Seeing Red

Posted in On Tthe Road, Sedona on August 8th, 2011 by MadDog
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Today the subject is pretty much photography, because I’ve got so many other things on my mind that I cannot concentrate on writing. I’ve been trying to gather some images which convey the near-mystical beauty of this part of Arizona. It’s no wonder that Sedona has become a magnet for new age folk. I have to admit that I’m running up against the limitations of my Canon G11. I’m looking for a new camera. It will definitely be a Canon, because I think the brand delivers the biggest bang for the buck in each category.

Anyway, until I get some new gear, I’m still squeezing every bit of lemon juice out of my G11. Here is a High Dynamic Range shot of some red rock:

We’ve had some very blustery weather lately. These late summer storms are referred to locally as monsoons. I find that amusing. A big dust storm is now called a haboob. That term is mildly controversial, considering its origins. The sky has often been dramatic. Here the late afternoon sun strokes the top of one of the huge red rock formations with wine light:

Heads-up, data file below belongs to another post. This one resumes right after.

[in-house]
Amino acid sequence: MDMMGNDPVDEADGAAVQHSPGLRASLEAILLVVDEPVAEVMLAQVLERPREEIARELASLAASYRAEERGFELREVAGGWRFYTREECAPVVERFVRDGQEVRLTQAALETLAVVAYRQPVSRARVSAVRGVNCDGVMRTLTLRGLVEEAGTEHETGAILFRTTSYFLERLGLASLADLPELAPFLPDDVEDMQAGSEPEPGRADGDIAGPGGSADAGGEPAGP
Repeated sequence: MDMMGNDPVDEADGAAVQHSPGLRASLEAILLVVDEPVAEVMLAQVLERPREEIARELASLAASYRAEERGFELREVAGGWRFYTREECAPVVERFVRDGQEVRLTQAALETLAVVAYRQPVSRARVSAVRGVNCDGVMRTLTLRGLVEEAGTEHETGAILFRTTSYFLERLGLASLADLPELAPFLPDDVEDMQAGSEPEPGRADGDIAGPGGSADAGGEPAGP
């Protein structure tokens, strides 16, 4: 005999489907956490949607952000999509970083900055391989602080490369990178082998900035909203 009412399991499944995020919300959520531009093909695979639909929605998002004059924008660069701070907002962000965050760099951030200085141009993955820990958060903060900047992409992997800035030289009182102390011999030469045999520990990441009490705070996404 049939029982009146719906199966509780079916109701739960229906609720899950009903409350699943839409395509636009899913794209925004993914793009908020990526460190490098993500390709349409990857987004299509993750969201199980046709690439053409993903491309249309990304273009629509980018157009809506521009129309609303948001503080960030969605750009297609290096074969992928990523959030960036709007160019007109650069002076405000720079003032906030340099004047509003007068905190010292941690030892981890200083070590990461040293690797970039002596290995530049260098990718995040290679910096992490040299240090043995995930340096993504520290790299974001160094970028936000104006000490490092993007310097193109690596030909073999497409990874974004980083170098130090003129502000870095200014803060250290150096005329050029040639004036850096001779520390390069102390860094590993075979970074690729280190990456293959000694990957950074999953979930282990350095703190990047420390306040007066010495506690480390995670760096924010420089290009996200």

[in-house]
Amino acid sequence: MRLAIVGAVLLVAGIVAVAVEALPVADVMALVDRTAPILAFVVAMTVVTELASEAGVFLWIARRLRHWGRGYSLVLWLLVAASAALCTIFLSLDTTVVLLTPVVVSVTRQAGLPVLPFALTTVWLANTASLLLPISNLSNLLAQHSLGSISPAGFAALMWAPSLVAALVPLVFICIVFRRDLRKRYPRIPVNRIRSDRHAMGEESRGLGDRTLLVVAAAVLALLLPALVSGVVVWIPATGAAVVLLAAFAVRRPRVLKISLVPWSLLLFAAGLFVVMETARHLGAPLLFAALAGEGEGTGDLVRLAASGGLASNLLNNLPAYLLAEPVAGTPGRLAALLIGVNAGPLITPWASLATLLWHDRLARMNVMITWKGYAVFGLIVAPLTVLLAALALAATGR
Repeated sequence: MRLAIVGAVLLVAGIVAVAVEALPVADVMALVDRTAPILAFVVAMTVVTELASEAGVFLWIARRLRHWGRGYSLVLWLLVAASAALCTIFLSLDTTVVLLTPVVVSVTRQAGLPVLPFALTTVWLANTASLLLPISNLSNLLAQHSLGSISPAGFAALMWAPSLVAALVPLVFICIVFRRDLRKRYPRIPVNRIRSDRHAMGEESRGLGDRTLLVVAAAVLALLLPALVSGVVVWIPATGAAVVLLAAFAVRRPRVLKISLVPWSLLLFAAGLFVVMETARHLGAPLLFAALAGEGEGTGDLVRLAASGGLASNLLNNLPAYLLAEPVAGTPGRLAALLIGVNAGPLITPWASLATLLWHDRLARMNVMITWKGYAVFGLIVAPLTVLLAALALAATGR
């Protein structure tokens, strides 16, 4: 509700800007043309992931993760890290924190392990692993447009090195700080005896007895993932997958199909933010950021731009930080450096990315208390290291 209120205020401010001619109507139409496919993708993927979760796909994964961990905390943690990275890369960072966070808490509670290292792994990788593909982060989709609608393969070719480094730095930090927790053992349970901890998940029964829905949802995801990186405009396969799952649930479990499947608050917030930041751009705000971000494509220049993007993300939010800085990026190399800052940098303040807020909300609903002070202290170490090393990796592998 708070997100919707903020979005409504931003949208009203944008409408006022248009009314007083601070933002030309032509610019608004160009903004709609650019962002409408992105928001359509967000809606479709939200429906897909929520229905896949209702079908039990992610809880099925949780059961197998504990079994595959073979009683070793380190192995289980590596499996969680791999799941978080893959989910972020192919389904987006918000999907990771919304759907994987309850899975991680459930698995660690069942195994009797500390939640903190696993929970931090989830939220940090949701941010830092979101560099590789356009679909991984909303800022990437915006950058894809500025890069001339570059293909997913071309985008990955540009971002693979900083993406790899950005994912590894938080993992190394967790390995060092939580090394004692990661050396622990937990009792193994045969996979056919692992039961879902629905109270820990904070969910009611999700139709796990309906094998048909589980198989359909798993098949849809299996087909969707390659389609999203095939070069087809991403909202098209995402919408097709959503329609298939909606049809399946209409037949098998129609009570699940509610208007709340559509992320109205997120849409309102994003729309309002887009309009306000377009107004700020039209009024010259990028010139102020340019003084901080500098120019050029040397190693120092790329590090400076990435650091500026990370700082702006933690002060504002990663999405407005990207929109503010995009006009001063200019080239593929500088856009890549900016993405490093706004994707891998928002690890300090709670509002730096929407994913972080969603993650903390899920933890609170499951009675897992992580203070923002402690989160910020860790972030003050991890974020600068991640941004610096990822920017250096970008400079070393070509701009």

I took that shot from Grace’s car as we were returning from Sedona to Oak Creek Village, a distance of about six miles.

At a family gathering at Red Rock Crossing I snapped this shot of lovely little Tana with a very famous red rock in the background:

Red Rock Crossing has appeared in many western films. You can find a very interesting list of them here.

Did I mention that the weather has been frisky? Here is an image of a huge Cumulonimbus Incus which we drove right through on the way back from a shopping trip to Cottonwood, Arizona:

It seems that Grace’s hobby is power shopping. I find it disconcerting. Shuffling around The Dress Barn for two hours does not thrill me. Next time I’m taking a book.

The weather is presenting me with some radical photo opportunities. Back in Oak Creek Village the late afternoon sun was valiantly drilling its way through the cloud cover:

The next evening presented a different sky from the same location:

Once in a great while I find a scene which makes me very glad that I travel always with my camera. If I had left it at home, I would have missed this seventeen frame panorama of the magnificent display of nature on the highway between West Sedona and Oak Creek Village:

The rainbow is real. I did have to increase the saturation to make it show up better. I’ve uploaded this to my server at 3000 pixels, but the original is over 18000 pixels wide. So, to give you a better view, I created a Microsoft Photosynth Panorama of the scene: